A CHRISTMAS STAR
For the first time in hundreds of years, a unique alignment of two planets – creating a special “Christmas Star” for all to see.
What To Know:
- Mark your calendar: Monday, Dec. 21st.
- The two largest planets in our solar system will appear “exceedingly” close together in the Earth’s night sky.
- Jupiter & Saturn – though remaining 450+ million miles apart – might even appear as an elongated star.
- Astronomers call it the “great conjunction” – it will be *most* visible for an hour after sunset.
“You can imagine the solar system to be a racetrack, with each of the planets as a runner in their own lane and the Earth toward the center of the stadium. From our vantage point, we’ll be able to be to see Jupiter on the inside lane, approaching Saturn all month and finally overtaking it on Dec. 21.”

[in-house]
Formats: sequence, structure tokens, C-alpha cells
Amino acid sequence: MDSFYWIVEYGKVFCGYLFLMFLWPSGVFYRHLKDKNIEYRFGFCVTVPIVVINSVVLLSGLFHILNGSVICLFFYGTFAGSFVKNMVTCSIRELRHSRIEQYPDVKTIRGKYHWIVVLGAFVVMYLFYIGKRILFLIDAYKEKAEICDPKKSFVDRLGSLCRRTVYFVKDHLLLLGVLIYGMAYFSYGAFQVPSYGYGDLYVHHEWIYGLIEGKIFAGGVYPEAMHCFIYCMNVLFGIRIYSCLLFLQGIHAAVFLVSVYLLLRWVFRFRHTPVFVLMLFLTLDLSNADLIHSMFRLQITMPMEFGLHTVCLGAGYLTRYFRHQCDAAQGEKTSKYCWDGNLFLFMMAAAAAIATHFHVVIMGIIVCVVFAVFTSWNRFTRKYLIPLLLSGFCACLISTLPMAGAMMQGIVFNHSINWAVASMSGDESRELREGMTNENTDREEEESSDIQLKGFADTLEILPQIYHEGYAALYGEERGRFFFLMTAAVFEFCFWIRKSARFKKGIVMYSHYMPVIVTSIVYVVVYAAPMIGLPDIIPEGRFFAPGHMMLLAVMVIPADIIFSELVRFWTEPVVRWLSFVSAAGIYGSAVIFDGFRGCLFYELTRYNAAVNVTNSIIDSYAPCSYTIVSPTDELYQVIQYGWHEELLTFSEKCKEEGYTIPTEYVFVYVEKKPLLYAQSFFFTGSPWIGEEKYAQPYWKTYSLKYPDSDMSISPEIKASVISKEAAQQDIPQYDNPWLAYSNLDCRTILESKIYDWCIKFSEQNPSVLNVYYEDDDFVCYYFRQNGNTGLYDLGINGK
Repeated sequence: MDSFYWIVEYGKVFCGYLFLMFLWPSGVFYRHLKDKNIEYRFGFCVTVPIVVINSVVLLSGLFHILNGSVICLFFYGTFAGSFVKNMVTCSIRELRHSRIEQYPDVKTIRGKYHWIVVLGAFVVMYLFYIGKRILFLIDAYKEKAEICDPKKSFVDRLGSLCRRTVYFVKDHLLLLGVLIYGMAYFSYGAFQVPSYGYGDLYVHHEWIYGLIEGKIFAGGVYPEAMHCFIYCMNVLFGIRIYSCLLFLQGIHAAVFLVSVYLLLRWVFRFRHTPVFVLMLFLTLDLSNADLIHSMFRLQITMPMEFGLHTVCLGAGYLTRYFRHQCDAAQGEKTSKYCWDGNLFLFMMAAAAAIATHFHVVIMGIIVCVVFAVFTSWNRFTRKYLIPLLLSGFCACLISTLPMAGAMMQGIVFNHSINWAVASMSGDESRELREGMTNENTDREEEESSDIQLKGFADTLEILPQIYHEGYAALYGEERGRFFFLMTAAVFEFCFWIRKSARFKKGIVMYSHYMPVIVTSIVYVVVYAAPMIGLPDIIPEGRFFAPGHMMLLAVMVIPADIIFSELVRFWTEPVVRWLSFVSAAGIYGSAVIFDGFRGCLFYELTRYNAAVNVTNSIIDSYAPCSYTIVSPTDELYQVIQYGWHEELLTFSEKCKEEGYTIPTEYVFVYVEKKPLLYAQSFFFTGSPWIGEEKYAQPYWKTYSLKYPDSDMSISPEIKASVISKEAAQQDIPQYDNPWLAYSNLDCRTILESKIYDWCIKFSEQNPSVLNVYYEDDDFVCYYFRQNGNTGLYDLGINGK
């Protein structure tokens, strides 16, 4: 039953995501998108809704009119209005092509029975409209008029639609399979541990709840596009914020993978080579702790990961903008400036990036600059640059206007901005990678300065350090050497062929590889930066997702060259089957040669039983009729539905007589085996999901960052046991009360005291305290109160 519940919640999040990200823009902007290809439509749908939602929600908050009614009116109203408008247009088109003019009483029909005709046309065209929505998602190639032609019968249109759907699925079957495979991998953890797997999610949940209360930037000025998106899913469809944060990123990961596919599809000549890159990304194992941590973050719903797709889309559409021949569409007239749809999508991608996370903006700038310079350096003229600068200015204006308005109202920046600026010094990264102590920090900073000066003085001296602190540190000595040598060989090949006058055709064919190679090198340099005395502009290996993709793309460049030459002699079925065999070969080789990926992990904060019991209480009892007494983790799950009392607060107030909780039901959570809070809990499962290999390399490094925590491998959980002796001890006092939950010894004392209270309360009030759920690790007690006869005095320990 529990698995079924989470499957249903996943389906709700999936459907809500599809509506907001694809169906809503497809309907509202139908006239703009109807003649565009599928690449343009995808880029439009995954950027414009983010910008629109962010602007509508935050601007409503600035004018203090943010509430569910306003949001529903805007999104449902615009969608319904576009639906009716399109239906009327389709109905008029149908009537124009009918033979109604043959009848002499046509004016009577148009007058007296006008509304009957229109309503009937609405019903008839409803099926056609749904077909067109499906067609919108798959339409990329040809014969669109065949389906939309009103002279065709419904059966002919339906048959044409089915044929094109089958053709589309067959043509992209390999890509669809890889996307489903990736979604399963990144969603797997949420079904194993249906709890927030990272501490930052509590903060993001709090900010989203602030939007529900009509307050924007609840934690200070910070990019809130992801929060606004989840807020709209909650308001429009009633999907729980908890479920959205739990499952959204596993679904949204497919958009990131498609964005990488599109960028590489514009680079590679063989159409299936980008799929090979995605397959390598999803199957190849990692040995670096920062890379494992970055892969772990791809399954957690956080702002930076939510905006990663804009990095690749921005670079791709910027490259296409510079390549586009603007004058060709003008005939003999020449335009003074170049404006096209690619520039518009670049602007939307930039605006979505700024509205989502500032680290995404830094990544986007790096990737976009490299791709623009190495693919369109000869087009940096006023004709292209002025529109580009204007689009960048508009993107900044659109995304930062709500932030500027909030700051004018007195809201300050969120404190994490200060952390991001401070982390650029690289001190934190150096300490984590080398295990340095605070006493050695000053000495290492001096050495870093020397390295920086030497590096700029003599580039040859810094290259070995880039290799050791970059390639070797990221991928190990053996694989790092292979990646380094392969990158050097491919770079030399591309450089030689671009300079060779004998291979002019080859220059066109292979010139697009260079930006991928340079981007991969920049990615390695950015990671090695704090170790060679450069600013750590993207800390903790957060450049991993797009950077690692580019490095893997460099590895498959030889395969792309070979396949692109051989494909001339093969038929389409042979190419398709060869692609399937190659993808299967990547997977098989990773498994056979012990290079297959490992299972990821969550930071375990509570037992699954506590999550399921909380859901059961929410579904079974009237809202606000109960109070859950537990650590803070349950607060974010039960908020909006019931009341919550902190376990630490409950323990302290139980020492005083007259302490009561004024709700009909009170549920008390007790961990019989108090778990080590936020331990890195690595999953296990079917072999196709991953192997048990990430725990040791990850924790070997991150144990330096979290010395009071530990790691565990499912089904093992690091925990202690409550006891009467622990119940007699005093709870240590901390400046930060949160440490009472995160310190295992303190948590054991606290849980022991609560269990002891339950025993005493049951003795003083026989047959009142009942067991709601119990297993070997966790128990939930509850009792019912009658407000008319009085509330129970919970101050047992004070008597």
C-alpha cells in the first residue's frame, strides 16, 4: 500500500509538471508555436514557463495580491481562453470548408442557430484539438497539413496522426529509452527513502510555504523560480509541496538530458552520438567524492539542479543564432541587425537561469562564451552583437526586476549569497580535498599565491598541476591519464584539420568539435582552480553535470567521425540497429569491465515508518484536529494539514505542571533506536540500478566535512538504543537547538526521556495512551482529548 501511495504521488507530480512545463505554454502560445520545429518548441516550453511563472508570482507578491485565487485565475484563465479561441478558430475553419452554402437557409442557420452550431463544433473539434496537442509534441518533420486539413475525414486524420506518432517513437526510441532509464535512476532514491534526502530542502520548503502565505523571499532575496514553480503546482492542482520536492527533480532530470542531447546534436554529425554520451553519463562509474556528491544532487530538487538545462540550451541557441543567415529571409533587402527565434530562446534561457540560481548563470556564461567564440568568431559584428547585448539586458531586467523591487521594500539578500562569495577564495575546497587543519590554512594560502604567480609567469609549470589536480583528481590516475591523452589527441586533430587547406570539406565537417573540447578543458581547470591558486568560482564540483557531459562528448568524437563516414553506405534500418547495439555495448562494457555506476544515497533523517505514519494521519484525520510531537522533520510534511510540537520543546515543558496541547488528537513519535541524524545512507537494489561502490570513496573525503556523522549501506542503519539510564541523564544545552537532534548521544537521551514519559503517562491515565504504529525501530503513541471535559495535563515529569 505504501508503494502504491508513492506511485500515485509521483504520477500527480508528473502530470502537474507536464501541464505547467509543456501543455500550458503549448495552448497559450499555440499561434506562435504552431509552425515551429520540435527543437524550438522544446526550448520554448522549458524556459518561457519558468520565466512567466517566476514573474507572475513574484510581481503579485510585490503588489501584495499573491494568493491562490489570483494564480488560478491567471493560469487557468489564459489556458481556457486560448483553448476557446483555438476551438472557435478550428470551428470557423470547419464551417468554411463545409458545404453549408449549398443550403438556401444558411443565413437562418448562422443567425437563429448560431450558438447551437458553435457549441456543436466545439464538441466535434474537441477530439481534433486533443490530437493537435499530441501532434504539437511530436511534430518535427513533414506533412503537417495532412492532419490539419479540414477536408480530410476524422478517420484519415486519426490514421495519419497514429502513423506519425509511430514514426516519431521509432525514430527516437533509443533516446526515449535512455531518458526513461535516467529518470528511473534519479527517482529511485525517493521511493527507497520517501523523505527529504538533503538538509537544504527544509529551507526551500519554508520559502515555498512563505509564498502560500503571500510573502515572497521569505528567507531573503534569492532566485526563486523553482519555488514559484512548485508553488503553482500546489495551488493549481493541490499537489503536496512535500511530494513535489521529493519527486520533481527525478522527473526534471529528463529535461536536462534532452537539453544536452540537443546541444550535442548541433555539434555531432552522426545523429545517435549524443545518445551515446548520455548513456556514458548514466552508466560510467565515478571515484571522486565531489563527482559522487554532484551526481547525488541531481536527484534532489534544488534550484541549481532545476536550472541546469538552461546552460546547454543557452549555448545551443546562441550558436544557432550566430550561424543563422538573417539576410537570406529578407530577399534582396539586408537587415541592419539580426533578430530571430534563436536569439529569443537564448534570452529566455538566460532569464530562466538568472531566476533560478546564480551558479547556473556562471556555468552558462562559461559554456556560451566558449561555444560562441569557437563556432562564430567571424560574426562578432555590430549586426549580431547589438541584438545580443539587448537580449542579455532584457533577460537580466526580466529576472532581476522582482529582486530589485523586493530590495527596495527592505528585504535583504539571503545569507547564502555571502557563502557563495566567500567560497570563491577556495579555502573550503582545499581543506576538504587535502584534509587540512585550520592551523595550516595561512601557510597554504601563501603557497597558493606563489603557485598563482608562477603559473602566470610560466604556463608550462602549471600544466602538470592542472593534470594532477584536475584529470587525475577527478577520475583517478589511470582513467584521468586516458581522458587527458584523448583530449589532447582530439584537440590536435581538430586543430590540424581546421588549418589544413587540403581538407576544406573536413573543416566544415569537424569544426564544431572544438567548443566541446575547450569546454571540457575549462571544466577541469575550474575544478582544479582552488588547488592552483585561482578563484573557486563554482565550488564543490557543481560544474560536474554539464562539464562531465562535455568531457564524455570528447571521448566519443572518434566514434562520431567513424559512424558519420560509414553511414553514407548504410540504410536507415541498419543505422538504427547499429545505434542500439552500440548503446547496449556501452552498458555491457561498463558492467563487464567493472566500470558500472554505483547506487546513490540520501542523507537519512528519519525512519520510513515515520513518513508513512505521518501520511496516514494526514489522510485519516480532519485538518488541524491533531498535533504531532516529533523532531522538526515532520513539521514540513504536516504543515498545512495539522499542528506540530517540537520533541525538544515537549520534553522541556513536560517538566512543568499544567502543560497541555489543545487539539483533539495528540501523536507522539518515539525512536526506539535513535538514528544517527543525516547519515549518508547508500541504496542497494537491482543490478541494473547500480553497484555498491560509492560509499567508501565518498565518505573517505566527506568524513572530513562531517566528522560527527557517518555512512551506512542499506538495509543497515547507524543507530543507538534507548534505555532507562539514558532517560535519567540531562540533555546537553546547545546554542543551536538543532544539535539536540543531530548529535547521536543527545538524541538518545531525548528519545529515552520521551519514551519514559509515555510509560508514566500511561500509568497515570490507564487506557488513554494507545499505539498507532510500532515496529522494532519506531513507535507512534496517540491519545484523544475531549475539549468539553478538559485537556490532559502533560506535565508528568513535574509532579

Astronomer Henry Throop, Planetary Science Division at NASA Headquarters in Washington.
Why It Matters:
2020 is truly historic: it’s been 800 years since a comparable great conjunction occurred at night, and the planets haven’t appeared to be THIS close (just a tenth of a degree apart) in 400 years.
No telescope needed: Although occurring every 20 years, this alignment is rarely visible from Earth; the next time we’ll be able to witness a similar event will be March 2080.
Timing is everything! Is this similar to how the biblical “Star of Bethlehem” may have looked on Christmas night when Jesus was born? Astronomers can’t be sure, but believe a similar conjunction occurred around 6 or 7 BC. Regardless, whatever your faith, location, or point of view – we can all witness this “star” together.
by Jenna Lee,